Deirdre Moore | December 2014

A Recipe for Seasonal Sanity

It’s December already.

You just came off a long weekend (or possibly an entire week) and you have a precious 3 week block of time to try to get seasonal sanity before you lose the students again for another break.    You may be preparing for a performance or other family/community event.  Add to that assessments that need conducting, projects that need finishing, content that needs covering.  Sprinkle in the fact that these next few weeks are probably busy ones outside of school as well with social events, shopping and cooking, hosting or traveling plan-making and you have a recipe for stress and exhaustion.

Amidst all the craziness of the season, there are ways to maintain your seasonal sanity in and out of school so long as you dedicate yourself to it.  Easier said than done, I know, but you may find it’s worth the extra effort.  You will be happier and, in turn, everyone around you will be happier as well!

Teachers are by their very nature giving people.

However, they often forget to give to themselves.  When life gets this crazy it’s hard to rationalize taking time for yourself but that is, ironically, when it is most important.  If you feel like you don’t have a minute to spare, do yourself a favor and try to spare not 1 but 2 (or 5 if you can manage it!).  Try making a list of things you enjoy, things that give you a little pick-me-up that take 5 minutes or fewer to accomplish.  You can do the same thing in your classroom.  Make a list of quick games, songs, dances, stretches that both you and your students already know and love.

Once your lists are made, put them somewhere visible so you can quickly reference them when the need arises or you find yourself with a moment or two.  (I find lists so helpful because when I am confronted with an extra moment or two I often draw a blank and waste that precious moment just trying to think of what to do with it!)  Finally, make a promise to yourself that you will try to do one thing from each list everyday.  The visibility of the list will help you keep that promise!

Here are just a few examples to get you thinking:

Light a candle. 

Try it when you eat dinner, even if it’s take-out, left overs or a pb&j sandwich.  It helps set a tranquil mood and somehow makes it feel a little bit special.

 Listen to music.

List a few of your favorite songs to sing to, dance to or just listen to.  In other words, don’t write “Listen to music.”  You may find you waste time deciding what to listen to (or is that just me?!)  You may have a playlist on your computer or other device that you can go to for a quick fix without having to list the songs.  And don’t cheat yourself by listening to the selected song while you are doing something else.  This is not music to do laundry by.  Take those 2-4 minutes to sing along, dance along or simply listen along.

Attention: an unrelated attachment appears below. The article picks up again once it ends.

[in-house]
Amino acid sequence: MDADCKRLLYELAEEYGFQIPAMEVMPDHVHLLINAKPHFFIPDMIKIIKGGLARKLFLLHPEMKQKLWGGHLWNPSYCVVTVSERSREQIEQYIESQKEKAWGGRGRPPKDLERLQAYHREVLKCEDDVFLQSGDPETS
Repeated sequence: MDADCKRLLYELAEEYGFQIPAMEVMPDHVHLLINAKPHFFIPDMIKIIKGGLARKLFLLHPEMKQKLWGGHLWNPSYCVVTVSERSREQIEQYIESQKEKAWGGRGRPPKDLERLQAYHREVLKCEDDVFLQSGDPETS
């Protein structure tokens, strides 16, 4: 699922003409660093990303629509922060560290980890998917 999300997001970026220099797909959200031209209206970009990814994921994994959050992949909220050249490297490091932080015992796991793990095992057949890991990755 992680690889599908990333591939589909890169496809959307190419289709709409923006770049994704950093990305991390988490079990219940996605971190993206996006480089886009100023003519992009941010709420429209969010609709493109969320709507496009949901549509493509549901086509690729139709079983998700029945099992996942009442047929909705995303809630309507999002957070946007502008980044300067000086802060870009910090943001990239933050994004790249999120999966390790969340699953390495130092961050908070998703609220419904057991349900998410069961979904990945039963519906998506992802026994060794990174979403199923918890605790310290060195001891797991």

Eat chocolate.

Again, no cheating.  If you are going to eat that piece of chocolate, sit there and enjoy every minute of the experience.  Enjoy the aroma.  Let it melt on your tongue.  Savor every last morsel.  Don’t pop it in your mouth while you are correcting papers.  That completely defeats the purpose!


Find a simple mantra that appeals to you.  You might only need 30 seconds for it to reset your seasonal sanity and energy level.  My favorite to recite in my head is, “Breathing in I calm myself, breathing out I smile” and I actually smile while I’m doing it.  It brings new meaning to “fake it ‘til you make it”!

Think happy thoughts.

Seriously.  Just take one minute to conjure up a happy memory and revel in it.  It can be amazingly refreshing and restorative.

 Look at something beautiful. 

You may have a favorite piece of art or a window out of which you see a favorite site.  For 60 seconds, just take it in.  Try to notice everything you can about it and how it affects you.  Again, savoring is the key.  You may see a piece of art hanging on your wall everyday but how often do you let yourself really enjoy it?

If you take the time to create a similar list for your classroom and use it when the class needs to reconnect, refocus or reinvigorate you may just find it is the season to be jolly!

About the Author

Deirdre is a teaching artist and AI coach in the San Diego public schools dedicated to helping classroom teachers make arts an integral part of their teaching. Deirdre has an MEd in Arts Integration and over twenty years of classroom and performing arts teaching experience. Email Deirdre.